Mating is a chronicle of one woman's fascinating experiences in Botswana circa 1980 and centers on her love affair with the archetypal man-of-action, Nelson Denoon, an academic superstar who has developed from scratch a remote, self-sustaining village inhabited and administered by dispossessed African women. The narrator, whose name we never learn, is an erudite anthropology MA of 32 who is struggling over her thesis and what occupation to pursue in life. After learning about Denoon's secret village she risks great peril in crossing the desert in order to cling to him and become his Boswell. She is not near so much interested in this unique and interesting village, or love, as she is in the spectacle of Denoon himself. Rush gives an impressive portrait of both Denoon and the woman in this novel. It is truly an accomplishment in itself that Rush narrates in the first person as this thoroughly convincing woman. There is also a gripping story being told here that makes this novel much more than the erudite account of two big brains in Africa that it primarily is. The splendid prose is lucid and filled with uncommon and exotic words and foreign expressions, used not at all pretentiously or superfluously.
The prose carries the novel and the story makes it worth the trip, but there is a lot to the charge that it is too self-conscious in a way that would make even Proust turn in his grave. Nothing about the woman's life is kept from us and we are bombarded with painful, obsessive over-analysis of ever aspect of life, even the most minute and seemingly trivial things. Everything in the world, every comment, every movement, is put under the microscopic lens of her academicians eye.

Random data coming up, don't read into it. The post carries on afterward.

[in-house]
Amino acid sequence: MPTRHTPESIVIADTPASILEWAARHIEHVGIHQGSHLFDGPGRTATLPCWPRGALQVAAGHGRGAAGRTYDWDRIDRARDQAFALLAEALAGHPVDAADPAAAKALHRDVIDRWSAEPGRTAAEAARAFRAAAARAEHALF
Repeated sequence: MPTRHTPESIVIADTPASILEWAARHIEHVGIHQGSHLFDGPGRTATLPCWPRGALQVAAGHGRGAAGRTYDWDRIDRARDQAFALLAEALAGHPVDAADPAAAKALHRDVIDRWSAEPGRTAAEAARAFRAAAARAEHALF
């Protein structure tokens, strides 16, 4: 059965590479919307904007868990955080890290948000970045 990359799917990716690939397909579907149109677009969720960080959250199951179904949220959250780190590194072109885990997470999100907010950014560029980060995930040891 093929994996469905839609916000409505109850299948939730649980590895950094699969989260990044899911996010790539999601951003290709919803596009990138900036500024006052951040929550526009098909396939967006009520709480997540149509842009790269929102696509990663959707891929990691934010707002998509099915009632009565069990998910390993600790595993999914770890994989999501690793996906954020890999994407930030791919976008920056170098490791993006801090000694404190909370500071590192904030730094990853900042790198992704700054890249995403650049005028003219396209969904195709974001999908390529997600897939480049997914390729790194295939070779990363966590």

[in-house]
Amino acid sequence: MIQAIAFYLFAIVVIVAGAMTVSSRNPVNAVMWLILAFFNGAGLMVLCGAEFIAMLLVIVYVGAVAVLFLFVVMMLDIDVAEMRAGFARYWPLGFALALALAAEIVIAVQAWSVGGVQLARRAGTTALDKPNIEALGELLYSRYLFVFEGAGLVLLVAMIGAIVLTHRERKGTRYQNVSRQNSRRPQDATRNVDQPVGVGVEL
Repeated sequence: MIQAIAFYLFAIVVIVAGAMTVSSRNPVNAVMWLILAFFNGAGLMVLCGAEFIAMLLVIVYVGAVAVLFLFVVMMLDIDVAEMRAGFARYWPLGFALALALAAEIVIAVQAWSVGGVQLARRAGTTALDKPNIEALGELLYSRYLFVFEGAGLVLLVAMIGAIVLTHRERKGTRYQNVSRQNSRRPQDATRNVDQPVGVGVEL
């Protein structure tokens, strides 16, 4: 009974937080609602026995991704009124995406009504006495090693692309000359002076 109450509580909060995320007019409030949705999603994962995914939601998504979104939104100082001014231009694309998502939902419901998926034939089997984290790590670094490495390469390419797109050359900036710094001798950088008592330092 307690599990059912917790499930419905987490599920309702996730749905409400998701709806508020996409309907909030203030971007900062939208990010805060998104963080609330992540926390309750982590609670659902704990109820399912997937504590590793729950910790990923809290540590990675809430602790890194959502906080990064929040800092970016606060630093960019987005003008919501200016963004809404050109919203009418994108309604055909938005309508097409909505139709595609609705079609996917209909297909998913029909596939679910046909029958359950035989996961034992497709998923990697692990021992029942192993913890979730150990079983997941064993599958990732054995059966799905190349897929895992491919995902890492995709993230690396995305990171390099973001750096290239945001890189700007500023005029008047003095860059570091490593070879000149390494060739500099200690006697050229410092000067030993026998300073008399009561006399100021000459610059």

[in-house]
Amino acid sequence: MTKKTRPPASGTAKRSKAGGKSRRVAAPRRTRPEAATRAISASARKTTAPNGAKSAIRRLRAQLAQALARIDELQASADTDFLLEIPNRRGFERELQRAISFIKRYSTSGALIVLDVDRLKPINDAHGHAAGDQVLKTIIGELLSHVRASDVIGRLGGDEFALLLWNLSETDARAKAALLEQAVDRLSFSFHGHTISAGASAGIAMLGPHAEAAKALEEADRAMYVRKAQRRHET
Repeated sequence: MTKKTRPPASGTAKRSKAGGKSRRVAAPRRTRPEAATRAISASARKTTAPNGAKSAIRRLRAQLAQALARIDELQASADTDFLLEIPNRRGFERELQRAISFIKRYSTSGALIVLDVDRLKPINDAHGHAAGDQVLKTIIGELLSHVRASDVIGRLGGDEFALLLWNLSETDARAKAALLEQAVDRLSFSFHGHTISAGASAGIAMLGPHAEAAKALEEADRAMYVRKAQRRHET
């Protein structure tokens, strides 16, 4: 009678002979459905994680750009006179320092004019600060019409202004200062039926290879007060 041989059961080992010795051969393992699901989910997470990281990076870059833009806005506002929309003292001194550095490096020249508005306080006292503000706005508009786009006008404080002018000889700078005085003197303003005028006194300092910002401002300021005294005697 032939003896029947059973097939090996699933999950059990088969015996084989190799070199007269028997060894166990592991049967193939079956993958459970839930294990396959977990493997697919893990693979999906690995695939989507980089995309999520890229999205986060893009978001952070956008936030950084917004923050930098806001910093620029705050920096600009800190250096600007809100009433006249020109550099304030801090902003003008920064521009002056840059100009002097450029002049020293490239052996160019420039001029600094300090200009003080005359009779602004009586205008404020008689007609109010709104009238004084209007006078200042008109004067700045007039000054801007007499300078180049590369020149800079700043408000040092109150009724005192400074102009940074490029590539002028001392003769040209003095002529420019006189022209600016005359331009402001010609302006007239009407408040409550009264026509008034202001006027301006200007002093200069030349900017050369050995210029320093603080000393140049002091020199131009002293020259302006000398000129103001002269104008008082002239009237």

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Format: Paperback
I cannot emphasize enough how much I would advise against reading this book. I was annoyed and offended within the first two pages but forced myself through it since I was reading it for a book club. (About 9 of the 10 book club members detested the book as well.)
The language was poor, the characters contrived and the relationship intangible. The book attempted a "feminist" angle which was weak and formulaic. I did not identify with characters and remained very concious of the author.
Probably the most troublesome part of this book was the portrayal of African people. (Having a degree in anthropology, some background in African history and culture, and having spent some time in Zimbabwe, I feel this rant is justified.) From early on, Rush recogizes that his character associates only with ex-pat whites and has no personal relationships with Africans. This does not mean, however, that he gives any recognition or insight into the ex-patriot subculture. On the contrary, we're supposed to trust the characters and their experience by virtue of being anthropologists. Later, her love interest establishes a supposed designed society of women from various ethnic groups. Rush ignores the fact that Africans, like anyone else, have cultural backgrounds and affinities. They are not a blank slate to be manipulated, (though African colonial history shows that Rush was not the first person to think so). His proposition would be difficult for individuals giving up everything they knew and believed. Furthermore, it would be difficult to mix ethnic groups without culture clashes, or confronting historic rivalries. Rush dehumanizes the African characters. This is particularly clear when we notice that only one of this society is really portrayed as an individual.